Many times we are referred to as callous, insensitive, uncaring, etc. We have developed these things as a facade. It is a coping mechanism. If we didn’t care, we would not be here. The everyday world is an ugly place, and death comes for all of us. I wish I could say it was always peaceful, but very rarely does anyone get to hear another “I love you” before someone takes their last breath. 
There have been many times when I pull up in front of my house in the morning, wishing that things had gone differently. I feel like a sponge for others grief, pain, and sorrow. You soak it up in an attempt to make it better in some small, meaningful way. After that you go home and hold those who mean something to you a little closer.
The times when things do go right are like bright, shining stars in a moonless sky. Where we stabilized that guy from the car crash who had 18 broken bones and a crushed airway. Or when we brought back a 53 day old baby’s heart beat. There’s not a price tag on that feeling either. 
I hope all of you stay safe and healthy. When you don’t, we will be there. Any time, any place, no matter what. We’ll be there.
At your service always,
A paramedic.


New blood in Orphic Lodge

Posted: August 2, 2016 in Masonic, Uncategorized

Masonic growth has been on a decline worldwide over the last few years. In my opinion, we have caused this internally, and it’s up to all Masons to re-build the Fraternity with young enthusiastic candidates in their respective Lodges.

Historically, Freemasons were forbidden to recruit in anyway, and the requirement was for those interested to approach a Mason he know well and discuss the potential of joining the Craft. Fathers would usually encourage their sons to join, however, with the strict restrictions in place, couldn’t explain too much of what Masonry was.

This has resulted in a decrease in membership in my generation and especially the current one, as our respective generations are more cautious to join something they do not understand or obtain the relevant information to make an informed decision.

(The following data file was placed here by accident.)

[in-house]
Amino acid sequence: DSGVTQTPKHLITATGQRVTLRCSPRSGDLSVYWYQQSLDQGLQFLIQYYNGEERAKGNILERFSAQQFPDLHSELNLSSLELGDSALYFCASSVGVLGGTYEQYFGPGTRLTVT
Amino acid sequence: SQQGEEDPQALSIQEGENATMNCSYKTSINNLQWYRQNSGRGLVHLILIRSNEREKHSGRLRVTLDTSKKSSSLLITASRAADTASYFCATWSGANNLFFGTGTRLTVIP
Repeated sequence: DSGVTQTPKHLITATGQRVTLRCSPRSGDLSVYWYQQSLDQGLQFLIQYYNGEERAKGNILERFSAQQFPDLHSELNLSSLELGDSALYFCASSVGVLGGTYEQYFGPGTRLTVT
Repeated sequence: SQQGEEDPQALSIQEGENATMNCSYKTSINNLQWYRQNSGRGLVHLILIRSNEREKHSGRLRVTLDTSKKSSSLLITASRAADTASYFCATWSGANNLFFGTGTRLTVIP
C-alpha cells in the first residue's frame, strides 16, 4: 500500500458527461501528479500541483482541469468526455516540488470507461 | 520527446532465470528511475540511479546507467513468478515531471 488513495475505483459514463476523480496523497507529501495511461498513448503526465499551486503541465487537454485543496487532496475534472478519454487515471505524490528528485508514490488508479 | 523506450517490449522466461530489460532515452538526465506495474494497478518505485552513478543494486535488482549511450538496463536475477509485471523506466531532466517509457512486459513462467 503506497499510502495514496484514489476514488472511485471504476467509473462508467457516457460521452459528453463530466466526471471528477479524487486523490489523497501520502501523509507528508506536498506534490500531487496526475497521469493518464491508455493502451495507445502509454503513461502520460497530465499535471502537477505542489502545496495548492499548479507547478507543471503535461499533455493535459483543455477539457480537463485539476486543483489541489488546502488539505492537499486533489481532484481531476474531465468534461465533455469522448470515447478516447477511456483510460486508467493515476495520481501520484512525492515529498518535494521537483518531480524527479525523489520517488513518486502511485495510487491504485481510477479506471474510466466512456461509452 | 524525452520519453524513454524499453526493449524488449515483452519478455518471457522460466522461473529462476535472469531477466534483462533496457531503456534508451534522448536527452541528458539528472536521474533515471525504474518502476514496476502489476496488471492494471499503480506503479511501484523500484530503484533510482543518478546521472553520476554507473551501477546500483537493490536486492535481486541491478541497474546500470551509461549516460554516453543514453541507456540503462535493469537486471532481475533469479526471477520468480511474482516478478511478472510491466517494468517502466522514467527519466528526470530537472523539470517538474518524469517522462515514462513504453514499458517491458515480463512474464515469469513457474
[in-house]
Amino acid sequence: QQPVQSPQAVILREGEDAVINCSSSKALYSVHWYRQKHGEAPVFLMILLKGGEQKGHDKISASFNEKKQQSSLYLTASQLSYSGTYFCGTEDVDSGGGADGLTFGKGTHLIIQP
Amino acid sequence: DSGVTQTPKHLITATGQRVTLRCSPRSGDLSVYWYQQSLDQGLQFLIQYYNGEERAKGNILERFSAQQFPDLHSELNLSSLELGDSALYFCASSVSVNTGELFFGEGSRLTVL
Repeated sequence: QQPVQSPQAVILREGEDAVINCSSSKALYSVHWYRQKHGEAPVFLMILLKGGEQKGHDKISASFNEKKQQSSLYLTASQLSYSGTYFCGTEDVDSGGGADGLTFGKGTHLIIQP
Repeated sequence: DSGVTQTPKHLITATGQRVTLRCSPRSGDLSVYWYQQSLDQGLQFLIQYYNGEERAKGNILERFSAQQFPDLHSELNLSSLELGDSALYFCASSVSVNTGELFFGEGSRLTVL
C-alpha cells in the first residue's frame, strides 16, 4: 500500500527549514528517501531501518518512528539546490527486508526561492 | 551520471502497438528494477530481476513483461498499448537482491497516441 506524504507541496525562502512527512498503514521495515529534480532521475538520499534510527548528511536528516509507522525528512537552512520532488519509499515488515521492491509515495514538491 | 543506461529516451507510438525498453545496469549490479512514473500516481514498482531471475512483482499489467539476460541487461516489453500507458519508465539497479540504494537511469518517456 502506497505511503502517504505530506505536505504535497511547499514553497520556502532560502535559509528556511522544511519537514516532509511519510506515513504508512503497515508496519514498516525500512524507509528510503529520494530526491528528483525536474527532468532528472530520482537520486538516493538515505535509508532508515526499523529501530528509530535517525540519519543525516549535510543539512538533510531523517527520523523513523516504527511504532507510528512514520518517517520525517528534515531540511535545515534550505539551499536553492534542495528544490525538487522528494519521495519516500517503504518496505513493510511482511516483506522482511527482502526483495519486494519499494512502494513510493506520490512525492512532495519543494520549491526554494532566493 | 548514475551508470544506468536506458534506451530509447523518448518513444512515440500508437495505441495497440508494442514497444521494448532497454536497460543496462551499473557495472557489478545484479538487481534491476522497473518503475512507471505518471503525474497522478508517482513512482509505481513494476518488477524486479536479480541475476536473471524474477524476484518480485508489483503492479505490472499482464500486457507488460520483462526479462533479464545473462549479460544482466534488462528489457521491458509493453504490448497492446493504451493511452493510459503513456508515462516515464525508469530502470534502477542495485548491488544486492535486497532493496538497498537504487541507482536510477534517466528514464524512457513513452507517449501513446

Fortunately, this has been recognized with all Grand Lodges worldwide, and amendments to the respective  Constitutions are allowing recruitment and Masons being more “open” about the Fraternity.

Bringing in young blood is crucial to Fraternal growth and in line with that focus, our District have introduced ,University Scheme Lodges and active recruitment project aimed at young students.

Our Lodge have open evenings, as posted by my sister, Jeanette, A Night with the Freemasons, where we are able to explain what Freemasonry to non-masons and attract potential candidates.

Through being able to speak openly about my Masonic passion and the journey I have taken thus far, I have been honored by initiating four close friends and colleagues into Masonry as the Worshipful Master over the past few months.  Being a Past Worshipful Master, I was able to conduct the ceremony personally, which made the evening even more special.

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Unfortunately, due to a stigma attached to Masonry by ignorant/uneducated persons, family members and work colleagues, many Masons still need to remain incognito 

 

 

So mote it be 

Posted: April 16, 2016 in Masonic, Poem, poetry, Uncategorized

I read this poem today, and felt I had to share…. 

So mote it be

written by: Skyrock Pinkrose
I know a man of faith, hope and charity
This man whom I know for years of nobility

His honor is mine to wear

A name he was proud to bear

He live in the sunlight of Freemasonry

And walk in the ranks of right 
I am my father’s daughter

I carry his name with pride and honour

He was always true 

To the best he knew 

Looks down on me 

To carry his standard high

He is a man and a brother who is “Square”

in all that he “Compasses” 

And to me he gave an honest name,